A Primer on 10/5 Rights - Or Why Bautista and Encarnacion can't "Just be Traded"

John E. Sokolowski-USA TODAY Sports

I figured it was worth bringing this to the top again. (Tom).

A common suggestion by some visitors to this blog, as well as some around the web and those in the media, has been that the Blue Jays trade one of Jose Bautista or Edwin Encarnacion in order to acquire some pitching talent. This has become especially prevalent as both of the sluggers are entering the final year of their contracts with the Jays and the perception is that the club will be unable, or unwilling, to re-sign both. What many fail to realize, however, is that the team can not simply trade either of the players, as over the course of the 2015 season they both passed important thresholds in their MLB service time that prohibits them from being moved without their consent. Thanks to this milestone, the pair both are in possession of a form of no trade clause known colloquially as their 10/5 rights, which will allow them to veto any trade. With these rights in place, neither can "just be traded" anywhere, rather they will need to consent to being moved, just like a player who has signed a contract with a no-trade written into the language.

From here on the post will rely on the text of the MLB 2012-2016 Basic Agreement (CBA), the full text of which can be found at The document itself is extremely dense and written mostly in what can best be described in legalese, but if you can take the time to parse it, it offers some interesting insight into how MLB operates.

The Basis of 10/5 Rights

Article XIX Section A. Subection (1) of the MLB CBA states;

The contract of a Player with ten or more years of Major League service, the last five of which have been with one Club, shall not be assignable to another Major League Club without the Player’s written consent...

The first sentence of this subsection establishes the basis of 10/5 rights. In non-legalese, it says that no player with more than 10 years of MLB service, the last 5 years of which are with the same team, has earned the right to veto any assignment of his contract to another team. When a player is traded acquired by another team in any fashion, their contract is considered to be assigned to that team. This process of contract assignment is how player transactions operate in MLB. A player with a no-trade clause or 10/5 rights has been given the ability to veto assignment to another club.

How Is Service Calculated?

Article XXI Section A. Subsection (1) of the MLB CBA states;

One full day of Major League service will be credited for each day of the championship season a Player is on a Major League Club’s Active List. A total of 172 days of Major League credited service will constitute one full year of credited service. A Player may not be credited with more than one year of credited service, 172 days, in one championship season.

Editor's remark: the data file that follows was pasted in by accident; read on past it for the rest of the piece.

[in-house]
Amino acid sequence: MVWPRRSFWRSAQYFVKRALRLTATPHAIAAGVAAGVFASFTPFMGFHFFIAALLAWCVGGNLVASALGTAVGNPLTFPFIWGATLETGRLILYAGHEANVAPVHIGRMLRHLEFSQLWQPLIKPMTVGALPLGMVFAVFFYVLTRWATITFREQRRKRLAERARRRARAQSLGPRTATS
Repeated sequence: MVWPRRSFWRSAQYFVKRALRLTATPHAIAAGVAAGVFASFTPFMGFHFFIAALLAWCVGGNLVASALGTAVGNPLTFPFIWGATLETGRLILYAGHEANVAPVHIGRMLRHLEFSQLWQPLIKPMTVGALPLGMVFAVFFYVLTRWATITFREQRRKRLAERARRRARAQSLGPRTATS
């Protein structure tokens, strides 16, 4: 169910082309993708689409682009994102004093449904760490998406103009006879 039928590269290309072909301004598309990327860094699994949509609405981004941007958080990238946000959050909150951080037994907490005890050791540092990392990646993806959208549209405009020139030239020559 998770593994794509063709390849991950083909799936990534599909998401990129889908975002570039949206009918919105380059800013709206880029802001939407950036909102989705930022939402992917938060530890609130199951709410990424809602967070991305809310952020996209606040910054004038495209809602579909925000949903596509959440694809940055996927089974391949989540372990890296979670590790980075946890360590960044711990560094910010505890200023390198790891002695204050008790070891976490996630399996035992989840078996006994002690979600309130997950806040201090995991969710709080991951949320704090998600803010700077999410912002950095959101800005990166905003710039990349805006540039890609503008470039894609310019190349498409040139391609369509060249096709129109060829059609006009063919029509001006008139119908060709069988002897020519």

Every season a player spends on a club's 40 man roster and active list, including time spent on the disabled list, a player gains one season of service time. If a player is not on the roster for 172 days worth of time during a season they are able to accumulate fractions of a season of time. These seasons are what count towards the service calculations for 10/5 rights.

When Did Bautista and Encarnacion Pass These Milestones?

Jose Bautista currently has 10 years 165 days of Major League service time, the last 7 full years of which are with the Blue Jays. Bautista passed 10 years of MLB service time during the first week of the 2015 season.

Encarnacion has 10 years 85 days of service time, having passed the 10 year mark in mid June and having accrued his last 6 seasons of service time as a member of the Blue Jays. Even though Edwin was claimed by Oakland on waivers after the 2010 season before being non-tendered and re-signing in Toronto, the phrasing of section XIX (a) (1) relies on service days being accrued. Since Edwin did not accrue any service days in Oakland, he likely would have been considered to have crossed the 10/5 threshold in June, on the 87th day of the season. Even if MLB does not consider this to be the case, with the conclusion of the 2015 season, Edwin has accrued his last five seasons of service in Toronto (2011-15) and, upon the conclusion of last season, has, beyond a shadow of a doubt gained his 10/5 rights.

Give Me a Short Version!

Edwin and Jose have 10/5 rights. They've played 10 years in the Majors, the last five of which (at minimum) were as members of the Toronto Blue Jays. Since they both have passed this minimum, they have a no-trade clause, but this one was given to them by their union negotiating a service time bonus instead of their agent negotiating one in their contract. They can't be traded to any other team without their consent, just like any player with a full no-trade clause.

Editor's Note: This is a FanPost written by a reader and member of Bluebird Banter. It was not commissioned by the editors and is not necessarily reflective of the opinions of Bluebird Banter or SB Nation.